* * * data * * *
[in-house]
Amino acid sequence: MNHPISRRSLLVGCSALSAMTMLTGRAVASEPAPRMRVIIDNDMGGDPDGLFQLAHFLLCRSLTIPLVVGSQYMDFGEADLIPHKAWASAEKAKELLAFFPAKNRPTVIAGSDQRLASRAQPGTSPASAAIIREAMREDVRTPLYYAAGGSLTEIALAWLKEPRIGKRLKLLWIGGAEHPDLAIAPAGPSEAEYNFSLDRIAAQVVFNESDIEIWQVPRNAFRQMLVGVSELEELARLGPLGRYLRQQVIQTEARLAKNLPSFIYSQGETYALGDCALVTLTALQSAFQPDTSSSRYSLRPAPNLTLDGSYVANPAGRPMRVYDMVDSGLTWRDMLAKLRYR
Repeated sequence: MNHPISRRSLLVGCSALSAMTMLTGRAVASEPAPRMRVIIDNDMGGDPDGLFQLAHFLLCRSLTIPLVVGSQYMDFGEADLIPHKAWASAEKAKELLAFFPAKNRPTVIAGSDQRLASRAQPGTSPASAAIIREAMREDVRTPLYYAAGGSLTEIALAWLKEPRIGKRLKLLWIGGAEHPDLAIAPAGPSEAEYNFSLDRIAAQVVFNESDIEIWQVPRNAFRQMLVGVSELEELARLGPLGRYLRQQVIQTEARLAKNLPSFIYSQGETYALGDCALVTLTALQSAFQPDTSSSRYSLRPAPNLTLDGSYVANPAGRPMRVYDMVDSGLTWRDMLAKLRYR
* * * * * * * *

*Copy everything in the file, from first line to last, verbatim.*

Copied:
[in-house]
Amino acid sequence: MNHPISRRSLLVGCSALSAMTMLTGRAVASEPAPRMRVIIDNDMGGDPDGLFQLAHFLLCRSLTIPLVVGSQYMDFGEADLIPHKAWASAEKAKELLAFFPAKNRPTVIAGSDQRLASRAQPGTSPASAAIIREAMREDVRTPLYYAAGGSLTEIALAWLKEPRIGKRLKLLWIGGAEHPDLAIAPAGPSEAEYNFSLDRIAAQVVFNESDIEIWQVPRNAFRQMLVGVSELEELARLGPLGRYLRQQVIQTEARLAKNLPSFIYSQGETYALGDCALVTLTALQSAFQPDTSSSRYSLRPAPNLTLDGSYVANPAGRPMRVYDMVDSGLTWRDMLAKLRYR
Repeated sequence: MNHPISRRSLLVGCSALSAMTMLTGRAVASEPAPRMRVIIDNDMGGDPDGLFQLAHFLLCRSLTIPLVVGSQYMDFGEADLIPHKAWASAEKAKELLAFFPAKNRPTVIAGSDQRLASRAQPGTSPASAAIIREAMREDVRTPLYYAAGGSLTEIALAWLKEPRIGKRLKLLWIGGAEHPDLAIAPAGPSEAEYNFSLDRIAAQVVFNESDIEIWQVPRNAFRQMLVGVSELEELARLGPLGRYLRQQVIQTEARLAKNLPSFIYSQGETYALGDCALVTLTALQSAFQPDTSSSRYSLRPAPNLTLDGSYVANPAGRPMRVYDMVDSGLTWRDMLAKLRYR